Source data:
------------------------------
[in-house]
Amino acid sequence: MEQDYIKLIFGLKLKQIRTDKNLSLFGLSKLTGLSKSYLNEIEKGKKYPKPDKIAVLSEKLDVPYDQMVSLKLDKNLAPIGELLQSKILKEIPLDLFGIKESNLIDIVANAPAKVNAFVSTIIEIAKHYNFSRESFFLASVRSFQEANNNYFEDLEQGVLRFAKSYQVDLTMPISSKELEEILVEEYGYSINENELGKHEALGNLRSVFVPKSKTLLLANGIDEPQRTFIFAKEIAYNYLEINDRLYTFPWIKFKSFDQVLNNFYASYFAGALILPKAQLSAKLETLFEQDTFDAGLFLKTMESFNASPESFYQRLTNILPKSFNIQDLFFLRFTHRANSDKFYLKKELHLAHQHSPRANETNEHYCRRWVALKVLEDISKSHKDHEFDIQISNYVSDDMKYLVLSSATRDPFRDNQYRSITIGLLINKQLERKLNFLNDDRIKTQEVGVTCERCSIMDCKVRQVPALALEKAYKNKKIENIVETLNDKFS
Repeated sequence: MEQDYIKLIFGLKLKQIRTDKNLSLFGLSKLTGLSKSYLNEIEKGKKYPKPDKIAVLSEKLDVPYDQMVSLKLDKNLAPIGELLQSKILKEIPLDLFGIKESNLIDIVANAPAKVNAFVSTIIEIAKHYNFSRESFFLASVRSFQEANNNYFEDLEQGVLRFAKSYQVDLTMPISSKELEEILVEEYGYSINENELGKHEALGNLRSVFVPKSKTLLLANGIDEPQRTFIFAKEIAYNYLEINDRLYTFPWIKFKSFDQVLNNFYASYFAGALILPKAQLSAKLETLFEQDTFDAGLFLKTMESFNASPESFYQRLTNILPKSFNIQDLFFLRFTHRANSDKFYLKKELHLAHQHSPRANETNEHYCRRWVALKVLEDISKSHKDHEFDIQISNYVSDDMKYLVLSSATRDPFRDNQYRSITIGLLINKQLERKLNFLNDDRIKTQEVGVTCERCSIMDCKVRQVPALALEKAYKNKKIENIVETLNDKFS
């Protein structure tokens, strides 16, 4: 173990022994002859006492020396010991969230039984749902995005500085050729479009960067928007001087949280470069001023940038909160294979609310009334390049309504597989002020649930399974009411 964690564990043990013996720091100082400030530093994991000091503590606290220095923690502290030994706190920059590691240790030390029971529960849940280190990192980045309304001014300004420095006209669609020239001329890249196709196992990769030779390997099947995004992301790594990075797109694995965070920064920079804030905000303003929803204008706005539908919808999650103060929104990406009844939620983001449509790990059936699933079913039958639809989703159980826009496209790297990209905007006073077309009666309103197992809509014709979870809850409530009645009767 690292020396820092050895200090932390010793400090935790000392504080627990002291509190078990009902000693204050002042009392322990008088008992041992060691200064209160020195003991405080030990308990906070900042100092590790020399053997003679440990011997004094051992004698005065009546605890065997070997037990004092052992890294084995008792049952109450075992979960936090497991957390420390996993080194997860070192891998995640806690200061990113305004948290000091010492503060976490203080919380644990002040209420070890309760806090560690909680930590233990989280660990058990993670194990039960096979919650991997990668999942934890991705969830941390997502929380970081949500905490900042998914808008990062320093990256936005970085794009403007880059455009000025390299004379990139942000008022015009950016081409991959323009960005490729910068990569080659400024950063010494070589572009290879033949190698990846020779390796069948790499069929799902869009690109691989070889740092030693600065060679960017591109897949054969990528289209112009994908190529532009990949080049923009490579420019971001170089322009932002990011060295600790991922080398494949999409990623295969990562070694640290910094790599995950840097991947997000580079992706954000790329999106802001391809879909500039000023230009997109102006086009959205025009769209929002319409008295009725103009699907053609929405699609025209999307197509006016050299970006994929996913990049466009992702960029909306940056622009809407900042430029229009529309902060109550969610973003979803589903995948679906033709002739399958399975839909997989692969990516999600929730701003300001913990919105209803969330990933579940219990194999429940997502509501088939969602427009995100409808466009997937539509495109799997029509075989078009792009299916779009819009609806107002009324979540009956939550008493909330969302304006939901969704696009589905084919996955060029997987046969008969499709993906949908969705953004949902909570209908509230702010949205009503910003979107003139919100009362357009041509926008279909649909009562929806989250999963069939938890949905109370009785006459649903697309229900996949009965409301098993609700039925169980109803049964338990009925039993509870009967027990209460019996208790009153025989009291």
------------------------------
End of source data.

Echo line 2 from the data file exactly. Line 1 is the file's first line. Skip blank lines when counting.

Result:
Amino acid sequence: MEQDYIKLIFGLKLKQIRTDKNLSLFGLSKLTGLSKSYLNEIEKGKKYPKPDKIAVLSEKLDVPYDQMVSLKLDKNLAPIGELLQSKILKEIPLDLFGIKESNLIDIVANAPAKVNAFVSTIIEIAKHYNFSRESFFLASVRSFQEANNNYFEDLEQGVLRFAKSYQVDLTMPISSKELEEILVEEYGYSINENELGKHEALGNLRSVFVPKSKTLLLANGIDEPQRTFIFAKEIAYNYLEINDRLYTFPWIKFKSFDQVLNNFYASYFAGALILPKAQLSAKLETLFEQDTFDAGLFLKTMESFNASPESFYQRLTNILPKSFNIQDLFFLRFTHRANSDKFYLKKELHLAHQHSPRANETNEHYCRRWVALKVLEDISKSHKDHEFDIQISNYVSDDMKYLVLSSATRDPFRDNQYRSITIGLLINKQLERKLNFLNDDRIKTQEVGVTCERCSIMDCKVRQVPALALEKAYKNKKIENIVETLNDKFS